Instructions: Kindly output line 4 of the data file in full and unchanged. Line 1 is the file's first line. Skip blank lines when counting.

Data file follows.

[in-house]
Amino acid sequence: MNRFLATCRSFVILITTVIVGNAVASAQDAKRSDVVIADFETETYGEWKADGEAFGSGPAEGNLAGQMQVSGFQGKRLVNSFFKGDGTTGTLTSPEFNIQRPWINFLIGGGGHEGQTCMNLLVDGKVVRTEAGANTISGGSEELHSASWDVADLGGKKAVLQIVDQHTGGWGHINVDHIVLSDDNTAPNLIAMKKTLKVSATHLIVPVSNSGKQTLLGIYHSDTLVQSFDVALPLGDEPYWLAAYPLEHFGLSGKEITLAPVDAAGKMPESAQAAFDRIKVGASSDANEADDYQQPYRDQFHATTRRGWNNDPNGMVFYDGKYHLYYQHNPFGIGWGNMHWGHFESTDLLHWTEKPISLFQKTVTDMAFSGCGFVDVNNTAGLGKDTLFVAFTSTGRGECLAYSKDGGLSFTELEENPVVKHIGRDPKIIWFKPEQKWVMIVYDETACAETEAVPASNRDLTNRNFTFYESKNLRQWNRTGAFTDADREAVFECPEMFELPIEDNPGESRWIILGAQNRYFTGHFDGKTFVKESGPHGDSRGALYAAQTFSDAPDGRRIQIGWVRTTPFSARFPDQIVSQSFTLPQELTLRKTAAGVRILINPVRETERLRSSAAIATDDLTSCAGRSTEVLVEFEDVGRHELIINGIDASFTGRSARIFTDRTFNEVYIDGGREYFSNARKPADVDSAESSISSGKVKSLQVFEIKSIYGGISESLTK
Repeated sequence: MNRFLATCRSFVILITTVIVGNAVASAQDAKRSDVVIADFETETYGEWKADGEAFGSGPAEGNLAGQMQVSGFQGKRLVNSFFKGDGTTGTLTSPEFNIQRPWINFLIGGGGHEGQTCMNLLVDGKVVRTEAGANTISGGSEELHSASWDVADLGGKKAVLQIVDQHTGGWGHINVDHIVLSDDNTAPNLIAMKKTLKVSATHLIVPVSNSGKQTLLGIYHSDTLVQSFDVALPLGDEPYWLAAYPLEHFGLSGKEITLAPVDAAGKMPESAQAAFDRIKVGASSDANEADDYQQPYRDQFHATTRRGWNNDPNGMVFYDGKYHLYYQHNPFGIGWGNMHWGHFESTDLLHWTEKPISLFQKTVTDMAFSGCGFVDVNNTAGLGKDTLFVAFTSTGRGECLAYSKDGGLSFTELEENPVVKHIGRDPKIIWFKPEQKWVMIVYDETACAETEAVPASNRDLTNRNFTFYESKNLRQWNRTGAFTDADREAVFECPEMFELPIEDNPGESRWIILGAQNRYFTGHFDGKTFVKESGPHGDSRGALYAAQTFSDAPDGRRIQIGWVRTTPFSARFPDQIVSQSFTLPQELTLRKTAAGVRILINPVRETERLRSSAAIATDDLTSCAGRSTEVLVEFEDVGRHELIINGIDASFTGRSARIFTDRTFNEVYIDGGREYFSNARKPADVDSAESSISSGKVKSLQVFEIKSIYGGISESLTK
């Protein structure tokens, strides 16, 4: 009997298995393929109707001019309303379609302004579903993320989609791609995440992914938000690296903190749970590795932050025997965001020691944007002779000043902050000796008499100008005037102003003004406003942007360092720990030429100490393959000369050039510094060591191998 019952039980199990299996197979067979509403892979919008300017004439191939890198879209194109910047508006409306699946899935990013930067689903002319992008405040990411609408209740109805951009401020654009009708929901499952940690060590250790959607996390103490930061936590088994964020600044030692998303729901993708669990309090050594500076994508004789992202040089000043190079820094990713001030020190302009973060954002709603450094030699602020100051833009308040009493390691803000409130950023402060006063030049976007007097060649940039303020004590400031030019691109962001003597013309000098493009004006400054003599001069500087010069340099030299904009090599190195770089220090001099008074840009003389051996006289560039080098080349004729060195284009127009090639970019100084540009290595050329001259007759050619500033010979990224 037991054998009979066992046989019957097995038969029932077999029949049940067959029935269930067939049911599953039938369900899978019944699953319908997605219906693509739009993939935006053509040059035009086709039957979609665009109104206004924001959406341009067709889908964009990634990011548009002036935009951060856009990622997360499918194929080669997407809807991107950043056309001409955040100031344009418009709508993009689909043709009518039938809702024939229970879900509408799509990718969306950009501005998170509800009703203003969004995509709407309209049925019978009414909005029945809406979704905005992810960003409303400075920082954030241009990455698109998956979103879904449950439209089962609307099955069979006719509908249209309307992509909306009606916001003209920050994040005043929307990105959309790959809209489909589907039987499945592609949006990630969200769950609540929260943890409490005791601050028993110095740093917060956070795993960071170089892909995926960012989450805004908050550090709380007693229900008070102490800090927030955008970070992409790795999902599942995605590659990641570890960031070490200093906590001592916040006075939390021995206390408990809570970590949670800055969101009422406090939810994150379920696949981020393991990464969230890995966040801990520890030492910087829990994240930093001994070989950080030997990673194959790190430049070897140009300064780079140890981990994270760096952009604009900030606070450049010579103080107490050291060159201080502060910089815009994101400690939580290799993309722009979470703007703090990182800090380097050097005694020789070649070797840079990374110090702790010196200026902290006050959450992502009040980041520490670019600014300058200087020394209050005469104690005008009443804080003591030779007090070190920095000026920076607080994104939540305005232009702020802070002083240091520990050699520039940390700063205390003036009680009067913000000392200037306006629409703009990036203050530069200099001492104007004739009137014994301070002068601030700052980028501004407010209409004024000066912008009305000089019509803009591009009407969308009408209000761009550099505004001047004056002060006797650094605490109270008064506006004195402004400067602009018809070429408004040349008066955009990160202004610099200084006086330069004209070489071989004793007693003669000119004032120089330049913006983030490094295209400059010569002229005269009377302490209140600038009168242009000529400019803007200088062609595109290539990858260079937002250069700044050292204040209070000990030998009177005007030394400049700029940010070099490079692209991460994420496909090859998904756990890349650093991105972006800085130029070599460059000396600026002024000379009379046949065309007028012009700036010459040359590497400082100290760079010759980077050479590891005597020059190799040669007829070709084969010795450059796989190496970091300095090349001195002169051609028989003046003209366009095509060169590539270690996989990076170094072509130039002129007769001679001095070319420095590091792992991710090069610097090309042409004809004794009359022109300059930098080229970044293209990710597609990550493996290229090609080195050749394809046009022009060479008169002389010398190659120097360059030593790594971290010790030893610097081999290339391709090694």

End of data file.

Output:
């Protein structure tokens, strides 16, 4: 009997298995393929109707001019309303379609302004579903993320989609791609995440992914938000690296903190749970590795932050025997965001020691944007002779000043902050000796008499100008005037102003003004406003942007360092720990030429100490393959000369050039510094060591191998 019952039980199990299996197979067979509403892979919008300017004439191939890198879209194109910047508006409306699946899935990013930067689903002319992008405040990411609408209740109805951009401020654009009708929901499952940690060590250790959607996390103490930061936590088994964020600044030692998303729901993708669990309090050594500076994508004789992202040089000043190079820094990713001030020190302009973060954002709603450094030699602020100051833009308040009493390691803000409130950023402060006063030049976007007097060649940039303020004590400031030019691109962001003597013309000098493009004006400054003599001069500087010069340099030299904009090599190195770089220090001099008074840009003389051996006289560039080098080349004729060195284009127009090639970019100084540009290595050329001259007759050619500033010979990224 037991054998009979066992046989019957097995038969029932077999029949049940067959029935269930067939049911599953039938369900899978019944699953319908997605219906693509739009993939935006053509040059035009086709039957979609665009109104206004924001959406341009067709889908964009990634990011548009002036935009951060856009990622997360499918194929080669997407809807991107950043056309001409955040100031344009418009709508993009689909043709009518039938809702024939229970879900509408799509990718969306950009501005998170509800009703203003969004995509709407309209049925019978009414909005029945809406979704905005992810960003409303400075920082954030241009990455698109998956979103879904449950439209089962609307099955069979006719509908249209309307992509909306009606916001003209920050994040005043929307990105959309790959809209489909589907039987499945592609949006990630969200769950609540929260943890409490005791601050028993110095740093917060956070795993960071170089892909995926960012989450805004908050550090709380007693229900008070102490800090927030955008970070992409790795999902599942995605590659990641570890960031070490200093906590001592916040006075939390021995206390408990809570970590949670800055969101009422406090939810994150379920696949981020393991990464969230890995966040801990520890030492910087829990994240930093001994070989950080030997990673194959790190430049070897140009300064780079140890981990994270760096952009604009900030606070450049010579103080107490050291060159201080502060910089815009994101400690939580290799993309722009979470703007703090990182800090380097050097005694020789070649070797840079990374110090702790010196200026902290006050959450992502009040980041520490670019600014300058200087020394209050005469104690005008009443804080003591030779007090070190920095000026920076607080994104939540305005232009702020802070002083240091520990050699520039940390700063205390003036009680009067913000000392200037306006629409703009990036203050530069200099001492104007004739009137014994301070002068601030700052980028501004407010209409004024000066912008009305000089019509803009591009009407969308009408209000761009550099505004001047004056002060006797650094605490109270008064506006004195402004400067602009018809070429408004040349008066955009990160202004610099200084006086330069004209070489071989004793007693003669000119004032120089330049913006983030490094295209400059010569002229005269009377302490209140600038009168242009000529400019803007200088062609595109290539990858260079937002250069700044050292204040209070000990030998009177005007030394400049700029940010070099490079692209991460994420496909090859998904756990890349650093991105972006800085130029070599460059000396600026002024000379009379046949065309007028012009700036010459040359590497400082100290760079010759980077050479590891005597020059190799040669007829070709084969010795450059796989190496970091300095090349001195002169051609028989003046003209366009095509060169590539270690996989990076170094072509130039002129007769001679001095070319420095590091792992991710090069610097090309042409004809004794009359022109300059930098080229970044293209990710597609990550493996290229090609080195050749394809046009022009060479008169002389010398190659120097360059030593790594971290010790030893610097081999290339391709090694």